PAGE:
Apparently, coins are turning into the new toilet paper as a nationwide shortage of physical coin is starting due to trickle down effects from COVID-19 pandemic. Due to Coronavirus, the United States is facing a shortage of coinage in circulation. Although seemingly rare, this problem occurs every few decades. During times of war, shortages of the 60's or even the 1974 shortage caused by the hoarding of pennies.
Banks and even grocery stores around the Flathead Valley are struggling to keep change stocked in their teller drawers. Some places like banks can simply refuse customers change when they ask for it. Places like grocery stores however are being forced to ask customers who are paying cash for exact change, or asking them to simply round up the purchase. This problem is not hitting all businesses equally, as some have coinage saved up.
The cause of this shortage is mainly due to less circulation of coinage. People staying at home has made it more rare to keep change in your pocket. Coin machines in stores such as grocery stores or Walmart have seen decreased traffic as well. Further, the U.S. Mint had not been producing nearly as many coins as usual in order to try and protect the mint employees. Many of the Mint's locations were slowed down or even closed during the peak of the Coronavirus. Federal Reserve Chair Jerome Powell said "The flow of coins through the economy ... kind of stopped."
To combat the problem, the U.S. Mint is increasing coinage production and is working with the Federal Reserve in order to stop a shortage of coinage. The Fed has also began to put limits on the amounts that depository institutions are allowed to request in coinage. This is likely the reason why banks across the valley are struggling to get coins. It is unclear how long the shortage will affect us and how long it will take for people to start spending their coins again!
If you should need any small amounts of quarters or other change to get by or do laundry, please feel free to swing by Coins and Carats! We are happy to exchange at this time, and are located in Downtown Kalispell. Come check out the store at 237 Main St.
Below is the full statement from the U.S. Federal Reserve:
Temporary coin order allocation in all Reserve Bank offices and Federal Reserve coin distribution locations effective June 15, 2020
The COVID‐19 pandemic has significantly disrupted the supply chain and normal circulation patterns for U.S. coin. In the past few months, coin deposits from depository institutions to the Federal Reserve have declined significantly and the U.S. Mint’s production of coin also decreased due to measures put in place to protect its employees. Federal Reserve coin orders from depository institutions have begun to increase as regions reopen, resulting in the Federal Reserve’s coin inventory being reduced to below normal levels. While the U.S. Mint is the issuing authority for coin, the Federal Reserve manages coin inventory and its distribution to depository institutions (including commercial banks, community banks, credit unions and thrifts) through Reserve Bank cash operations and offsite locations across the country operated by Federal Reserve vendors.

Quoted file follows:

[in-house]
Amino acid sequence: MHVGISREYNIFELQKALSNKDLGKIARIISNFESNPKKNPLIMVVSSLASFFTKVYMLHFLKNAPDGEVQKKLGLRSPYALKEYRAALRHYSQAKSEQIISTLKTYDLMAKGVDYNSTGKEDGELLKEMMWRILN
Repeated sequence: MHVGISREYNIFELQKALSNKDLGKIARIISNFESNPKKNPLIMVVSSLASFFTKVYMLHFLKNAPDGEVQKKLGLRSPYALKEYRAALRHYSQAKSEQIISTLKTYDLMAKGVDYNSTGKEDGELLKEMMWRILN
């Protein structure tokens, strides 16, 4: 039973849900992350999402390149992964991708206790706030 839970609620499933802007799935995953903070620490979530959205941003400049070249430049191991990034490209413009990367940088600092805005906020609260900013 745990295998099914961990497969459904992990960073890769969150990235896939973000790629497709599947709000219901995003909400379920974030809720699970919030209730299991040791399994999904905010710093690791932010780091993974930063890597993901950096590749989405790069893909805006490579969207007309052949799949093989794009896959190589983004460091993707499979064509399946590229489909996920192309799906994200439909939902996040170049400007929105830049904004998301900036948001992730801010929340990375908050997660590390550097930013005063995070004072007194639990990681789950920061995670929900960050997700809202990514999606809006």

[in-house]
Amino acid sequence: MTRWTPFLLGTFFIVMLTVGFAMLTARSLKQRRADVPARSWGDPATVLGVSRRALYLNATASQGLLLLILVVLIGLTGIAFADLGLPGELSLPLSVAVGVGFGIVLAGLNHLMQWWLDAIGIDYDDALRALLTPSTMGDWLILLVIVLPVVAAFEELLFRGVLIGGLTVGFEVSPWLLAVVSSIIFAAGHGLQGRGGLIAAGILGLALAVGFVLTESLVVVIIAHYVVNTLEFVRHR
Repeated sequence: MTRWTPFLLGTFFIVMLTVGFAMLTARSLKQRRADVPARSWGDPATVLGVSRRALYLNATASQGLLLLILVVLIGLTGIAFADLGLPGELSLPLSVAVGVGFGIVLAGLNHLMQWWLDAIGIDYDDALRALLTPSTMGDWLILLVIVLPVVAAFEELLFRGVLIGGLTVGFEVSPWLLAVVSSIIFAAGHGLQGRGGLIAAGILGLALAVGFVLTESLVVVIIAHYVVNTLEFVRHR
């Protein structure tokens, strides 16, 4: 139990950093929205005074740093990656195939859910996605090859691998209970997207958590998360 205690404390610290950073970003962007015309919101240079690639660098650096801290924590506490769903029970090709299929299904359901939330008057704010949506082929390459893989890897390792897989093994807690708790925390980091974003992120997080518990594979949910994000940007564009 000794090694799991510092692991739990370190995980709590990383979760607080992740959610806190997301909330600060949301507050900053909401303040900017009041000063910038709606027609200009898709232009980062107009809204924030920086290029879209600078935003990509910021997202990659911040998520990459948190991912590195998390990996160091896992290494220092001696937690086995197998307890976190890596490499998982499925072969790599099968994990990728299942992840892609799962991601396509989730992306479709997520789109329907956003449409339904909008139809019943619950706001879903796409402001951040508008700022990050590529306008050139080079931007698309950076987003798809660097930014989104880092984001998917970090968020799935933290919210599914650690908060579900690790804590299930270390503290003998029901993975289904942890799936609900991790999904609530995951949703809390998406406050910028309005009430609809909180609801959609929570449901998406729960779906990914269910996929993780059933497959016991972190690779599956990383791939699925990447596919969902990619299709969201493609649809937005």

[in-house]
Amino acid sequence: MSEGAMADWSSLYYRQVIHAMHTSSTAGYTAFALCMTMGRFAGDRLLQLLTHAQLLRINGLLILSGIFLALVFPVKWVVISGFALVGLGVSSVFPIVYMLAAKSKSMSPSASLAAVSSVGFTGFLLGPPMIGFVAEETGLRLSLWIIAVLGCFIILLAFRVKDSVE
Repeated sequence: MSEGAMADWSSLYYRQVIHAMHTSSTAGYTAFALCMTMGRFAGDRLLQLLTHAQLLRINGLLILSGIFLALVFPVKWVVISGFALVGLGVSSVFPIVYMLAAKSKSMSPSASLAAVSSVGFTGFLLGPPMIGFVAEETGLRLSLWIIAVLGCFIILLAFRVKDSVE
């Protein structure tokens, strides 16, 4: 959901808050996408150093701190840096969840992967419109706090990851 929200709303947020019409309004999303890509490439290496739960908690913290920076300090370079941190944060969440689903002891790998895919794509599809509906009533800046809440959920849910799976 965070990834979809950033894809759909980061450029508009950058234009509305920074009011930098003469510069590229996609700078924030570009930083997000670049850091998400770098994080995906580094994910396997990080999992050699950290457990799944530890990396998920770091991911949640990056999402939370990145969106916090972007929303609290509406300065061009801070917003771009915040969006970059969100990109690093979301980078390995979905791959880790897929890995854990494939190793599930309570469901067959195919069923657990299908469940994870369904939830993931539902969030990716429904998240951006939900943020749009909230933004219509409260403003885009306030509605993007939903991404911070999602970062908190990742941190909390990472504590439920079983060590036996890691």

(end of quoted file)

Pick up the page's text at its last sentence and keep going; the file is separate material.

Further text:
The Federal Reserve is working on several fronts to mitigate the effects of low coin inventories. This includes managing the allocation of existing Fed inventories, working with the Mint, as issuing authority, to minimize coin supply constraints and maximize coin production capacity, and encouraging depository institutions to order only the coin they need to meet near‐term customer demand. Depository institutions also can help replenish inventories by removing barriers to consumer deposits of loose and rolled coins. Although the Federal Reserve is confident that the coin inventory issues will resolve once the economy opens more broadly and the coin supply chain returns to normal circulation patterns, we recognize that these measures alone will not be enough to resolve near‐term issues.
Consequently, effective Monday, June 15, Reserve Banks and Federal Reserve coin distribution locations began allocating coin inventories. To ensure a fair and equitable distribution of existing coin inventory to all depository institutions, effective June 15, the Federal Reserve Banks and their coin distribution locations began to allocate available supplies of pennies, nickels, dimes, and quarters to depository institutions as a temporary measure. The temporary coin allocation methodology is based on historical order volume by coin denomination and depository institution endpoint, and current U.S. Mint production levels. Order limits are unique by coin denomination and are the same across all Federal Reserve coin distribution locations. Limits will be reviewed and potentially revised based on national receipt levels, inventories, and Mint production.
To learn more about the Federal Reserve’s role in coin distribution, visit the Federal Reserve Board of Governors (Off-site) website. To learn more about coin ordering and depositing at the Federal Reserve, click here.